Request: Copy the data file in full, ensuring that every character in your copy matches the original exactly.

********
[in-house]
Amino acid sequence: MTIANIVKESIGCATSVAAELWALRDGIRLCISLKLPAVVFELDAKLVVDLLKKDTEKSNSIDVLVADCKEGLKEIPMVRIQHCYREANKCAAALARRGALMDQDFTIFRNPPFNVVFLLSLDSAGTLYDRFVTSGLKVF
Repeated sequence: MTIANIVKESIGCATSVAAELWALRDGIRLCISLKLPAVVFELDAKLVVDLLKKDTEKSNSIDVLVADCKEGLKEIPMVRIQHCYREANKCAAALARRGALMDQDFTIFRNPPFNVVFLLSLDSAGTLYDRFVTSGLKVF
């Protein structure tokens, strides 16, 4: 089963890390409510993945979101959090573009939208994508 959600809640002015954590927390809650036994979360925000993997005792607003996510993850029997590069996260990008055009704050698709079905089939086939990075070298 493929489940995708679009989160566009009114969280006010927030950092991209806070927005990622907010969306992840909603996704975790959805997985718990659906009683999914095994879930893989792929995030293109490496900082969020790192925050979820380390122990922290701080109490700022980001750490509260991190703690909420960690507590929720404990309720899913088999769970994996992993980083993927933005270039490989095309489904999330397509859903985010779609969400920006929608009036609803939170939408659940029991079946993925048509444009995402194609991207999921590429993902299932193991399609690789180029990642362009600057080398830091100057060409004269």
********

[in-house]
Amino acid sequence: MTIANIVKESIGCATSVAAELWALRDGIRLCISLKLPAVVFELDAKLVVDLLKKDTEKSNSIDVLVADCKEGLKEIPMVRIQHCYREANKCAAALARRGALMDQDFTIFRNPPFNVVFLLSLDSAGTLYDRFVTSGLKVF
Repeated sequence: MTIANIVKESIGCATSVAAELWALRDGIRLCISLKLPAVVFELDAKLVVDLLKKDTEKSNSIDVLVADCKEGLKEIPMVRIQHCYREANKCAAALARRGALMDQDFTIFRNPPFNVVFLLSLDSAGTLYDRFVTSGLKVF
């Protein structure tokens, strides 16, 4: 089963890390409510993945979101959090573009939208994508 959600809640002015954590927390809650036994979360925000993997005792607003996510993850029997590069996260990008055009704050698709079905089939086939990075070298 493929489940995708679009989160566009009114969280006010927030950092991209806070927005990622907010969306992840909603996704975790959805997985718990659906009683999914095994879930893989792929995030293109490496900082969020790192925050979820380390122990922290701080109490700022980001750490509260991190703690909420960690507590929720404990309720899913088999769970994996992993980083993927933005270039490989095309489904999330397509859903985010779609969400920006929608009036609803939170939408659940029991079946993925048509444009995402194609991207999921590429993902299932193991399609690789180029990642362009600057080398830091100057060409004269």